Those forces, i.e. the Versailles treaty and all of its fallout, resulted in the German people feeling  “ill treated” as the article states. When the masses feel like they are getting the short end of the stick, by a constant drubbing by the powers that be, whether internal or external, you have a ripeness. A willingness to be intoxicated.  To be romanced. And, sadly, to abdicate reason in exchange for what ultimately end up being empty promises.

Hitler exploited that feeling of ill treatment. He was a master exploiter and campaigner, one of the first politicians who used an airplane to travel from rally to rally where he would delivered his vague and fairly nebulous speeches about  German pride, purity of the Germanic race, and strength of military, and more, whipping the intoxicated into a glass-eyed fury.

Post 9/11 America

How then, does the substrate which underlies Germany’s 1920’s and 30’s ills following the Great War compare to the foundation upon which Trumpism was built? What were the “power in the forces which is was possible for him to muster”? How does an America which is, by all accounts, in much better shape now than when Barack Obama took office give rise to a demagogue?  The answer lies not so much in the shambles in which the German state found itself in the 20s. Rather, it lies in the perception of shambles which has been foisted upon the American people in the past eight years.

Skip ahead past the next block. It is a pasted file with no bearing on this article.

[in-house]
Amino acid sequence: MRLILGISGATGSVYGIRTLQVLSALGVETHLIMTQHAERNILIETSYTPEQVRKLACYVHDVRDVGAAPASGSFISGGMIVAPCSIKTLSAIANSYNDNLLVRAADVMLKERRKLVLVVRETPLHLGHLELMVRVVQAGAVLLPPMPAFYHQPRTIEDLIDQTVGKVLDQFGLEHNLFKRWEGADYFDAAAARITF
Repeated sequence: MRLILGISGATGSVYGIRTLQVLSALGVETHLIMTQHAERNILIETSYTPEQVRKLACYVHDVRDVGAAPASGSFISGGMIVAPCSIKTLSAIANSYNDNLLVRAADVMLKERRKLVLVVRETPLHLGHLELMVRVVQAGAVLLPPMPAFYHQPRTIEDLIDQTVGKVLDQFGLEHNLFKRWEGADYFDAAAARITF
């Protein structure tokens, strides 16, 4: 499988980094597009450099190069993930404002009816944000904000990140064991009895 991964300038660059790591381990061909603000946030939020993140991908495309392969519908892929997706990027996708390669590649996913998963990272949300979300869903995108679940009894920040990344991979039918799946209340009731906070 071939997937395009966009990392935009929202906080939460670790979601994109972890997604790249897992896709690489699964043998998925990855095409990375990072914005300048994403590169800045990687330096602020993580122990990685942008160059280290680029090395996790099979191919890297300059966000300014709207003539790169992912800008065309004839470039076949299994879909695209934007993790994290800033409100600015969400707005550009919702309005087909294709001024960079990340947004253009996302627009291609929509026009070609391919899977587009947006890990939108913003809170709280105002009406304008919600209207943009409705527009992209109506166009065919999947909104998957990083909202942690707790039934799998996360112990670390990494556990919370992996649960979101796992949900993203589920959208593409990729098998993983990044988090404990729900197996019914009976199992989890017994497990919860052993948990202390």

Example: back in the days of George Bush and before, bipartisan governmental unity was fairly common.  It wasn’t unusual for a legislation, for example, the A.D.A, No Child Left Behind,
The McCain-Feingold Act, to be crafted by both sides of the aisle in congress, and voted the same. However, once Obama took office, all bipartisan efforts seemed to stop, in fact, Republicans made it clear that they were going to obstruct Obama every chance they got. And they did. Government ground to a halt, it seemed, and the general awareness of the “sickness” at the federal level began to permeate the psyche of the voter.